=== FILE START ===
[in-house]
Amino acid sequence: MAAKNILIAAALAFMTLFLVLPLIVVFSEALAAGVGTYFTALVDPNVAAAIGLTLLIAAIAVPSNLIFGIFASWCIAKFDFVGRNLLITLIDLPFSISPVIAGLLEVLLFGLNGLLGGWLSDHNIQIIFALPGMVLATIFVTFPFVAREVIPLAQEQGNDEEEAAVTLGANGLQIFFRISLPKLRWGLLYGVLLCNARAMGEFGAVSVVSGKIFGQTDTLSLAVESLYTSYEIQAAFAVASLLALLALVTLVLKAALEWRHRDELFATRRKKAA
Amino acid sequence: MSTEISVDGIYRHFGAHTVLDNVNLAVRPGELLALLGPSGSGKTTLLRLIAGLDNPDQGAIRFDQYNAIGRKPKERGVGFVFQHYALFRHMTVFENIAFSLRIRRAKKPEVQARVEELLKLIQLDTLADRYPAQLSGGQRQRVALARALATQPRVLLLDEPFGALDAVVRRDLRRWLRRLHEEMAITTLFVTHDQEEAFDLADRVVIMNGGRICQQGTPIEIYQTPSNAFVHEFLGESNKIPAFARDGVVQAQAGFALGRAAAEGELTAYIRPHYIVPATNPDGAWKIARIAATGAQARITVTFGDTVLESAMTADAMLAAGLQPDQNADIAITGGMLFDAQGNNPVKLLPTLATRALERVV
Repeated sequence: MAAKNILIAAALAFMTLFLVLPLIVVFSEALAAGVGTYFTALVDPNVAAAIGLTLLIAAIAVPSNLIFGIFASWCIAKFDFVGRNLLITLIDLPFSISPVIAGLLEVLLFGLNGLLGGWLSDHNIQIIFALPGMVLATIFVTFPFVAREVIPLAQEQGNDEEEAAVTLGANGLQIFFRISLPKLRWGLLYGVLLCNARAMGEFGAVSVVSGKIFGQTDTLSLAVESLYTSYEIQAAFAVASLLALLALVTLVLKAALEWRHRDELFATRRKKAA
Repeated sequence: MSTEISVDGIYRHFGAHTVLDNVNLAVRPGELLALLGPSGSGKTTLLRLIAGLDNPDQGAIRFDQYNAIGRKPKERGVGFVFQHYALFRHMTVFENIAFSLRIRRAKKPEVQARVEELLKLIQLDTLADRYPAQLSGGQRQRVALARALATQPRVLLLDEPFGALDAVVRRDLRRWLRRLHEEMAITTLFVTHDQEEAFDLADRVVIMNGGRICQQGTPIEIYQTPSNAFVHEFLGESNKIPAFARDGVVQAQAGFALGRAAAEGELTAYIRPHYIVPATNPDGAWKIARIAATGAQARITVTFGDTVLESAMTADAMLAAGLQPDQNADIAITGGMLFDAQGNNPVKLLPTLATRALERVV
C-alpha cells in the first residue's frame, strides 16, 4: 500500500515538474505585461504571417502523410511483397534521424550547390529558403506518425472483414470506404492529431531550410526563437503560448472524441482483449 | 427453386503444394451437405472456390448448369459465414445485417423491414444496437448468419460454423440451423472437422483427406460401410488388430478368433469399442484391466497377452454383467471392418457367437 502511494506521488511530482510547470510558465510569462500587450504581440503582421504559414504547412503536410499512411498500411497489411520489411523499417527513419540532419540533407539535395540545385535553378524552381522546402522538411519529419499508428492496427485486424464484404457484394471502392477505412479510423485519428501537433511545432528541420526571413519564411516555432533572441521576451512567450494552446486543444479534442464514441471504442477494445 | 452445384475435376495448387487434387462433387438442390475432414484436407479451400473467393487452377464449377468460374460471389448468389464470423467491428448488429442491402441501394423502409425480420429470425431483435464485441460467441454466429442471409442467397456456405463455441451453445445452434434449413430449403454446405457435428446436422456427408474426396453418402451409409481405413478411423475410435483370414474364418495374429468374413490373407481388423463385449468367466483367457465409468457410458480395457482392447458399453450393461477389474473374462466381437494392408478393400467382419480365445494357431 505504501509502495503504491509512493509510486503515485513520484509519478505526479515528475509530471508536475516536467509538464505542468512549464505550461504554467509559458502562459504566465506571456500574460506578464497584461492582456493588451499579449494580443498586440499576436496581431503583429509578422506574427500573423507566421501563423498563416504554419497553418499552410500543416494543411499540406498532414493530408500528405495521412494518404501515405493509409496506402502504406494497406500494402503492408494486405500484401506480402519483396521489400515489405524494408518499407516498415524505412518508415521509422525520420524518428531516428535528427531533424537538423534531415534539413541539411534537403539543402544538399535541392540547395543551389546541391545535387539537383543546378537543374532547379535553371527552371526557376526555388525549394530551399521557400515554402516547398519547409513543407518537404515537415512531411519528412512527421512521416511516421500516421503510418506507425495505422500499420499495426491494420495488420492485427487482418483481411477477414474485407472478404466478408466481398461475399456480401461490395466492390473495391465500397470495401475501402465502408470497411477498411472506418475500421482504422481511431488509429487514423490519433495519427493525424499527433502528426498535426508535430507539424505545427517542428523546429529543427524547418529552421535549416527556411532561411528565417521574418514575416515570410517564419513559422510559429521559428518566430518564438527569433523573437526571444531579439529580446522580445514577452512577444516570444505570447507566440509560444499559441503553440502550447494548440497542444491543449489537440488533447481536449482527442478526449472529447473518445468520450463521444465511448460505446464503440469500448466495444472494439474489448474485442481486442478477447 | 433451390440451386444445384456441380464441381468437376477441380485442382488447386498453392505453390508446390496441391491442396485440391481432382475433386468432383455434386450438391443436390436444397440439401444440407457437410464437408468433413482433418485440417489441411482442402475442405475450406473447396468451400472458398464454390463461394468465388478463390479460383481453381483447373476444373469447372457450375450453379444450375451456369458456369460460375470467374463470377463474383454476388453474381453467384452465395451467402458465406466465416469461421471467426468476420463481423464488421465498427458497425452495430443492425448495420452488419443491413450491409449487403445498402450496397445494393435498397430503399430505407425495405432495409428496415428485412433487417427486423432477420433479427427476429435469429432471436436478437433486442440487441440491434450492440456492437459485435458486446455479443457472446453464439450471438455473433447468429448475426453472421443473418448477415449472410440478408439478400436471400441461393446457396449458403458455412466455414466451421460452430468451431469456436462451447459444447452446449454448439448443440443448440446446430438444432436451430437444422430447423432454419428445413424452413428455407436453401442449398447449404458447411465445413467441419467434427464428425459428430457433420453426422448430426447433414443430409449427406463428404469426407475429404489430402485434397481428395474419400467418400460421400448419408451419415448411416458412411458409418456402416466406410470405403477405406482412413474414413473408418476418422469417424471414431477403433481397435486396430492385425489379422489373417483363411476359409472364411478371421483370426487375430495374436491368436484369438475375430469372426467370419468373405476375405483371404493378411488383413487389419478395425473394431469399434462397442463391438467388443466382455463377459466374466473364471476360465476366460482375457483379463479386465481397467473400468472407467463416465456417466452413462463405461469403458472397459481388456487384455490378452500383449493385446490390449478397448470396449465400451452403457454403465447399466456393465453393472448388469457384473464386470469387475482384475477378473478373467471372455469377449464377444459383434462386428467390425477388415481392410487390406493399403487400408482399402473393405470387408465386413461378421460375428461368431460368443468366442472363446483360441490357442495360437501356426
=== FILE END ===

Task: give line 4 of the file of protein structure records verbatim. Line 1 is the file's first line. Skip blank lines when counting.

Repeated sequence: MAAKNILIAAALAFMTLFLVLPLIVVFSEALAAGVGTYFTALVDPNVAAAIGLTLLIAAIAVPSNLIFGIFASWCIAKFDFVGRNLLITLIDLPFSISPVIAGLLEVLLFGLNGLLGGWLSDHNIQIIFALPGMVLATIFVTFPFVAREVIPLAQEQGNDEEEAAVTLGANGLQIFFRISLPKLRWGLLYGVLLCNARAMGEFGAVSVVSGKIFGQTDTLSLAVESLYTSYEIQAAFAVASLLALLALVTLVLKAALEWRHRDELFATRRKKAA